Steelers More Concerned With Win Over Bills, Less On Style Points From Offense

Diontae Johnson

It wasn’t a banner day for the Pittsburgh Steelers’ offense, or the prettiest day when it came to final stats and making splashy plays during the game. And the Pittsburgh Steelers don’t care. In the debut of a new gameplan under coordinator Matt Canada and the first game with a new offensive line and running back, the Steelers earned a 23-16 victory over the Buffalo Bills Sunday, which was the only thing the team was concerned about on the offensive side of the ball.

“We’re not worried about style points. We’ll let you guys write whatever stories you want to write, man,” head coach Mike Tomlin said after the game. “We knew it would be tough sledding. They got a great defense. They got continuity not only in players, but schematics. We’re playing them in their place. We had a bunch of new pieces. We weren’t style point-oriented today. We just had to win this game.”

The win, an upset for the Steelers given Buffalo’s status as one of the top Super Bowl favorites in the AFC, came with 252 yards of offense for Pittsburgh, over 100 fewer than the Bills’ 371. The Steelers averaged fewer than three yards per rush (discounting a 25-yard carry by Chase Claypool, the lone rush not taken by Najee Harris or Ben Roethlisberger) in the game, and had only 177 yards passing on 32 attempts.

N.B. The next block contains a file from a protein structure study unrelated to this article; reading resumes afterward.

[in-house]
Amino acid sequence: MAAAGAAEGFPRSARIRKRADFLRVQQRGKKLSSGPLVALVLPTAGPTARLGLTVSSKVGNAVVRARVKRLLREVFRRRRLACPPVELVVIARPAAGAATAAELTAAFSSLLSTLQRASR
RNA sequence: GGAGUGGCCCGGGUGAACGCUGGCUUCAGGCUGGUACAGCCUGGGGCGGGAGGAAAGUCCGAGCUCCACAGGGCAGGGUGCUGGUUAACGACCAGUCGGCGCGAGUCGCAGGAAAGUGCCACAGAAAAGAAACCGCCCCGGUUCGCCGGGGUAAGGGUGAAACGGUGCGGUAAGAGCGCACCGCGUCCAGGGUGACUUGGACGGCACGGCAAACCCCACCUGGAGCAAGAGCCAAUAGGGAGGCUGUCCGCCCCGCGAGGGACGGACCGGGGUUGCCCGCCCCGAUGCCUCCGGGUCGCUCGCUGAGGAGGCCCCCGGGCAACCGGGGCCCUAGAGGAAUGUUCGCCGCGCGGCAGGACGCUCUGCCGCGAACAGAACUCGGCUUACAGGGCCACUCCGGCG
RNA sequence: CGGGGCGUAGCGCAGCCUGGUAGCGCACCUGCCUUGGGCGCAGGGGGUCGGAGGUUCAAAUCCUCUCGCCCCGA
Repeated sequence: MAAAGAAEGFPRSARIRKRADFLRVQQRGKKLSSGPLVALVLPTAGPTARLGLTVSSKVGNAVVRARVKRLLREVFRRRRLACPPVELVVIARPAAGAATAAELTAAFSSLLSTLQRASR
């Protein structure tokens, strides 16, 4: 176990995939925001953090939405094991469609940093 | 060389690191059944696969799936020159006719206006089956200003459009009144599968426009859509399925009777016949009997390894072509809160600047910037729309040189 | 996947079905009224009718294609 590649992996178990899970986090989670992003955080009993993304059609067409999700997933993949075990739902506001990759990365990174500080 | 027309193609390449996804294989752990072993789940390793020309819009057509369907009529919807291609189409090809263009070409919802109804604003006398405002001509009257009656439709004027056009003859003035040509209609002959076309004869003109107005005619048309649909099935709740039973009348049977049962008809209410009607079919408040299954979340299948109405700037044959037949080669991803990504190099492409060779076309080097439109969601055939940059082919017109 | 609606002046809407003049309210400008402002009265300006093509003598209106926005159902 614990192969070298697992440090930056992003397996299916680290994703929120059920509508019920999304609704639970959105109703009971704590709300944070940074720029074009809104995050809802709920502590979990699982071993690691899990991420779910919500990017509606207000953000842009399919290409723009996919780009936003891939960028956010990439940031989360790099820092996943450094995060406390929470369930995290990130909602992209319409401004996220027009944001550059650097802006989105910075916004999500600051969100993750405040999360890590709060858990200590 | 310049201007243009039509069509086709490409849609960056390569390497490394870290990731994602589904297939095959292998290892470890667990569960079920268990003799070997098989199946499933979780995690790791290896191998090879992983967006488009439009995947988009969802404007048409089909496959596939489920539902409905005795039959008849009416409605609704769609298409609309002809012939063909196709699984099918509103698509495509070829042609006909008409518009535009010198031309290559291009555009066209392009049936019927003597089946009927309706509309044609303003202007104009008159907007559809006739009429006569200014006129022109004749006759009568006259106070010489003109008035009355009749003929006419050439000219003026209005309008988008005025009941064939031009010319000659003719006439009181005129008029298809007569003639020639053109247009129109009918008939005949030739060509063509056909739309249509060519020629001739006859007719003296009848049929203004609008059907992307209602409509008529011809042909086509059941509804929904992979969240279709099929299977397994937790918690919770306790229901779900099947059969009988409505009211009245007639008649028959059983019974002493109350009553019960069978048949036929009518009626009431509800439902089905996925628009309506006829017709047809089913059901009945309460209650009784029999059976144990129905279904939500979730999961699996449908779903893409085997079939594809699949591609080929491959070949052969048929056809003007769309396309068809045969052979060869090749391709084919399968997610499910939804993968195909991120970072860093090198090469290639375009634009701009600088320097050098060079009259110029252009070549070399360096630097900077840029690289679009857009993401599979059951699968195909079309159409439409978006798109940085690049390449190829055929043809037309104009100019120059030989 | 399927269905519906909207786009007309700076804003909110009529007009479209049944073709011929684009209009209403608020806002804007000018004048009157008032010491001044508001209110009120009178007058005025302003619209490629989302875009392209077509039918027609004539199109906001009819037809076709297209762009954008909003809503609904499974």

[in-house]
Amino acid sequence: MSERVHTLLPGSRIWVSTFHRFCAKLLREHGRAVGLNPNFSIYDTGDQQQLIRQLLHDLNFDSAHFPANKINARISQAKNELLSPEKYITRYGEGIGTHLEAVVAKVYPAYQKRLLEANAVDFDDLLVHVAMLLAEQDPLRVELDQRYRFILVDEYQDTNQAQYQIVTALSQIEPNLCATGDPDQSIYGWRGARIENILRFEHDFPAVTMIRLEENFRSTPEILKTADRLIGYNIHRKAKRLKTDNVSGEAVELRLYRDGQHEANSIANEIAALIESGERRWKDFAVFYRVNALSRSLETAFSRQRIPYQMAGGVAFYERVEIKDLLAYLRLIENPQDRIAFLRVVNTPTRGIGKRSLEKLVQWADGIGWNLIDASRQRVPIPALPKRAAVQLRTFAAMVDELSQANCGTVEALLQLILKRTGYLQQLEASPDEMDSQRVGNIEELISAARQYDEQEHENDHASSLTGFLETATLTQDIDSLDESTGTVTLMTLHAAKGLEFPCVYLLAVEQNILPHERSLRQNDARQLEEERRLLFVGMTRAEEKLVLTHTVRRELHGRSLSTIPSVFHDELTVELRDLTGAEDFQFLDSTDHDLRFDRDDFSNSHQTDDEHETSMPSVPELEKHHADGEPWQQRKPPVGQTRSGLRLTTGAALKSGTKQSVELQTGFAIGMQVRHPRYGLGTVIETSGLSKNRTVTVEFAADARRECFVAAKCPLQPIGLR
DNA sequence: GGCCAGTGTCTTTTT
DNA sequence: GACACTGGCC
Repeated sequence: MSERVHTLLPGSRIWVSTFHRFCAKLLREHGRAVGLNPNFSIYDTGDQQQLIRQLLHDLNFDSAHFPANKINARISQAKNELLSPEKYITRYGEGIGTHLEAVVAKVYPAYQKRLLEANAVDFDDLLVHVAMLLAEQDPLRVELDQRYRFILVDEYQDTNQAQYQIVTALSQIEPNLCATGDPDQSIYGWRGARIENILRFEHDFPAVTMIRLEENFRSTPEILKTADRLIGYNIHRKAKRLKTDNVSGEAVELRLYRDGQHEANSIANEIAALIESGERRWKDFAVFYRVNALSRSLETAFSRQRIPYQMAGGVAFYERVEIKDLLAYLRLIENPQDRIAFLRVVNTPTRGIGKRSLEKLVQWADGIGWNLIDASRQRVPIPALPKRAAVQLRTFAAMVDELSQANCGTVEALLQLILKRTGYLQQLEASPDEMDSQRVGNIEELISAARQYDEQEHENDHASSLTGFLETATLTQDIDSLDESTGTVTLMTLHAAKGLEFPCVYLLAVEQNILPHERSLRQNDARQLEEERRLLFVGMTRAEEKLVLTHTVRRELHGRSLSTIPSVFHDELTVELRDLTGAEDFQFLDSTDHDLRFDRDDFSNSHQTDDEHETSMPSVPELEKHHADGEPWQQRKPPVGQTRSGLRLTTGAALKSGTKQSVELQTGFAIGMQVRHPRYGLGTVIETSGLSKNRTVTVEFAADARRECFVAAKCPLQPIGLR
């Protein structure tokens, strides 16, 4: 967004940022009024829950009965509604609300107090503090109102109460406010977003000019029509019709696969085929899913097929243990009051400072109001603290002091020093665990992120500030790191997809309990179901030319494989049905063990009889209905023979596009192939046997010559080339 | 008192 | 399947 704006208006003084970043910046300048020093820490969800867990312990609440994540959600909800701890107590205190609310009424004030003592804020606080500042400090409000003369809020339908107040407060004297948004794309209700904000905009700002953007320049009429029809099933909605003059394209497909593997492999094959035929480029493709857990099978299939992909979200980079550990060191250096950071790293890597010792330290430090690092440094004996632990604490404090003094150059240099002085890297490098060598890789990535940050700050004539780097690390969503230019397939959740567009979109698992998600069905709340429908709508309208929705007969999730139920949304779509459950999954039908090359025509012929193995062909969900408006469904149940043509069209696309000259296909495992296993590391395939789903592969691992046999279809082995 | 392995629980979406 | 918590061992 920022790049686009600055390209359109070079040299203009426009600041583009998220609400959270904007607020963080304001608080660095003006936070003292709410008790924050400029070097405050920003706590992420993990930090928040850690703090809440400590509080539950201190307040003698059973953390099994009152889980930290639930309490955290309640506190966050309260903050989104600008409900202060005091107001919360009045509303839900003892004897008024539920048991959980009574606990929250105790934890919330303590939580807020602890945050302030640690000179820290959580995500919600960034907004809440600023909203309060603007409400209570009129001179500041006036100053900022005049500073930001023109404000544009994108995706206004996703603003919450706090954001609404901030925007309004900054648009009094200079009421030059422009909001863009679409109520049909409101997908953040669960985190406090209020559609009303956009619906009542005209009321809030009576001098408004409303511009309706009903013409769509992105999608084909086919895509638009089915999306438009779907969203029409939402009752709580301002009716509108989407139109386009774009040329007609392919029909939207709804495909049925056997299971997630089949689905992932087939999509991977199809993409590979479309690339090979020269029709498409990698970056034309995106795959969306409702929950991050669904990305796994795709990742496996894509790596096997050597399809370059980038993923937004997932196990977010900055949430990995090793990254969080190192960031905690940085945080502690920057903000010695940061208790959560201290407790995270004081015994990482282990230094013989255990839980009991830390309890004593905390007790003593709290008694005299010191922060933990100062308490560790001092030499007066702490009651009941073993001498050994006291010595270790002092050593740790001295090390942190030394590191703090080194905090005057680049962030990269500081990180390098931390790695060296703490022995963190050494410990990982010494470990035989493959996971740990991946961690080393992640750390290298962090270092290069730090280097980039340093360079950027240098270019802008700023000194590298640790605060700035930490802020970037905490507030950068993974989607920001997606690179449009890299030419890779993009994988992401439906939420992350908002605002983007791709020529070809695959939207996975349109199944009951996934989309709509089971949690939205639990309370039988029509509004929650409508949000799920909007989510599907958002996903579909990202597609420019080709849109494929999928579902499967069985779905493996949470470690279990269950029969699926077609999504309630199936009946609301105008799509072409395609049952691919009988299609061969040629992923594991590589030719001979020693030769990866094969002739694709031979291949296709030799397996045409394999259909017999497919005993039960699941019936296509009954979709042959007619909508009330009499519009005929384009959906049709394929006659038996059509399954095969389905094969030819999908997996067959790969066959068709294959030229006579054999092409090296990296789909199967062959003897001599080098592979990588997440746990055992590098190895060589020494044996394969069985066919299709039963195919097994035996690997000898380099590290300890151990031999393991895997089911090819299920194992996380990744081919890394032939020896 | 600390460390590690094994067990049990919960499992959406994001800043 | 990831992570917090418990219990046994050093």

The offense did come through when needed, though, specifically on an outstanding catch in the end zone by Diontae Johnson that immediately proceeded a blocked punt return for a touchdown that gave Pittsburgh it’s first lead of the game and resulted in a 20-10 advantage in the fourth. The broadcast team also lauded the team’s new-look offensive line, which was pieced together featuring four new starters and gave up only two sacks in the contest.

It wasn’t a 400-yard game through the air or a 100-yard rushing day in Harris’ debut for the Steelers. But Pittsburgh’s offense came through in the final quarter when it was needed, and the team picked up the victory. In the first game of the season and against a favored opponent, that was all Tomlin and the team cared about.

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